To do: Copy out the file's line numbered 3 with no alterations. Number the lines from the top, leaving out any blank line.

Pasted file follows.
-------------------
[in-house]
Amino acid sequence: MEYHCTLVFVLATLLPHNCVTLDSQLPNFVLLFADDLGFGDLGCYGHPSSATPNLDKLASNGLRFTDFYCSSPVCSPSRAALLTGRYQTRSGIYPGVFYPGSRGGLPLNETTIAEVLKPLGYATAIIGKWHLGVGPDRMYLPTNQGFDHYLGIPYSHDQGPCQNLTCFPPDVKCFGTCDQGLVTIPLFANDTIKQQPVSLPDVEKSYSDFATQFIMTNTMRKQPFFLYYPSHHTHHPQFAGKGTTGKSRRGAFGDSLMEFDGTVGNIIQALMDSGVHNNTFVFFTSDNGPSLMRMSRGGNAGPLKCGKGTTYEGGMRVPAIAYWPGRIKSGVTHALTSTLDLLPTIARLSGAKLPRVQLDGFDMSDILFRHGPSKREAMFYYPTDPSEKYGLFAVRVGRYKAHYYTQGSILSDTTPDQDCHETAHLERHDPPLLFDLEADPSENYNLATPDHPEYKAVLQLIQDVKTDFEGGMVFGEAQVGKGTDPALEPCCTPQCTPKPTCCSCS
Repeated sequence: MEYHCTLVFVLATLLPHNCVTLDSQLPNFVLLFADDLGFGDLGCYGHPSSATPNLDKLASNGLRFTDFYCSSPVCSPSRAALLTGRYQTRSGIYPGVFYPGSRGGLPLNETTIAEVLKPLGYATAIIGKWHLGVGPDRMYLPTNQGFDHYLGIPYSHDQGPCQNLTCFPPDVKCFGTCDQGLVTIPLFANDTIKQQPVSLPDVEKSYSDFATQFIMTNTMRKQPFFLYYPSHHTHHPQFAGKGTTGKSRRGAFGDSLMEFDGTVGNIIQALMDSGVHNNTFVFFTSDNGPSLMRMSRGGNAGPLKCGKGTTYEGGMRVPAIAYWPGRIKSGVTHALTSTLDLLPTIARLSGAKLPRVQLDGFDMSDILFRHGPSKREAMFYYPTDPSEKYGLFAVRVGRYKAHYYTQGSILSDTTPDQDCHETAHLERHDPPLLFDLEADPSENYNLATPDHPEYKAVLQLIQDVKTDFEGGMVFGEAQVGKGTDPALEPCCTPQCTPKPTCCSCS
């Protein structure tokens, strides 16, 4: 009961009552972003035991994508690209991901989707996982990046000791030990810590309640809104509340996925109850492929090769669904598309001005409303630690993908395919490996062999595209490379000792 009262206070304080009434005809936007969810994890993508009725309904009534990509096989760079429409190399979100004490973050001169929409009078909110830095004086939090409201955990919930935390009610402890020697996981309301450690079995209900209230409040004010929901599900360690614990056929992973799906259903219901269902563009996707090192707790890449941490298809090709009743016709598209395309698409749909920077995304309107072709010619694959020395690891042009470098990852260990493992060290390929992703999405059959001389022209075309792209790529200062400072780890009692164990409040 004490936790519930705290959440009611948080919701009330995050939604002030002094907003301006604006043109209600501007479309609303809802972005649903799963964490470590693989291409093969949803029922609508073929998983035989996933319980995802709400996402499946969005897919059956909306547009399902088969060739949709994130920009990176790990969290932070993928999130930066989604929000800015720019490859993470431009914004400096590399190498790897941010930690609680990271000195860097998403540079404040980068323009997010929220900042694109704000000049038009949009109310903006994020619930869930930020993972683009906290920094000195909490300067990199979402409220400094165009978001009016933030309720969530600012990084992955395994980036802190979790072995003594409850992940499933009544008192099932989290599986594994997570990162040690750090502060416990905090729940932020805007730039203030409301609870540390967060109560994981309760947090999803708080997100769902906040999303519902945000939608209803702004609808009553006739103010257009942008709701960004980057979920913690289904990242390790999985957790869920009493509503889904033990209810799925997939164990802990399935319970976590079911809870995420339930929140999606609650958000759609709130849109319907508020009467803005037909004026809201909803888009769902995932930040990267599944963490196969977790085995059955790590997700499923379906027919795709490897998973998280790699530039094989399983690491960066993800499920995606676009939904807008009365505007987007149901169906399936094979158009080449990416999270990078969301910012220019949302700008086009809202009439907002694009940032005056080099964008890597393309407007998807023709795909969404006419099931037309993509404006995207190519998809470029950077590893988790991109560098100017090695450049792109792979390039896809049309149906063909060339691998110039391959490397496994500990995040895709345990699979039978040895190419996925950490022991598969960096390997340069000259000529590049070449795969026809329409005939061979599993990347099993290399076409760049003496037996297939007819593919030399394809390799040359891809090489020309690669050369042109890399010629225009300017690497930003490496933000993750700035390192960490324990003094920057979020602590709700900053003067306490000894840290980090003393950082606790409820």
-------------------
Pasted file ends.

Repeated sequence: MEYHCTLVFVLATLLPHNCVTLDSQLPNFVLLFADDLGFGDLGCYGHPSSATPNLDKLASNGLRFTDFYCSSPVCSPSRAALLTGRYQTRSGIYPGVFYPGSRGGLPLNETTIAEVLKPLGYATAIIGKWHLGVGPDRMYLPTNQGFDHYLGIPYSHDQGPCQNLTCFPPDVKCFGTCDQGLVTIPLFANDTIKQQPVSLPDVEKSYSDFATQFIMTNTMRKQPFFLYYPSHHTHHPQFAGKGTTGKSRRGAFGDSLMEFDGTVGNIIQALMDSGVHNNTFVFFTSDNGPSLMRMSRGGNAGPLKCGKGTTYEGGMRVPAIAYWPGRIKSGVTHALTSTLDLLPTIARLSGAKLPRVQLDGFDMSDILFRHGPSKREAMFYYPTDPSEKYGLFAVRVGRYKAHYYTQGSILSDTTPDQDCHETAHLERHDPPLLFDLEADPSENYNLATPDHPEYKAVLQLIQDVKTDFEGGMVFGEAQVGKGTDPALEPCCTPQCTPKPTCCSCS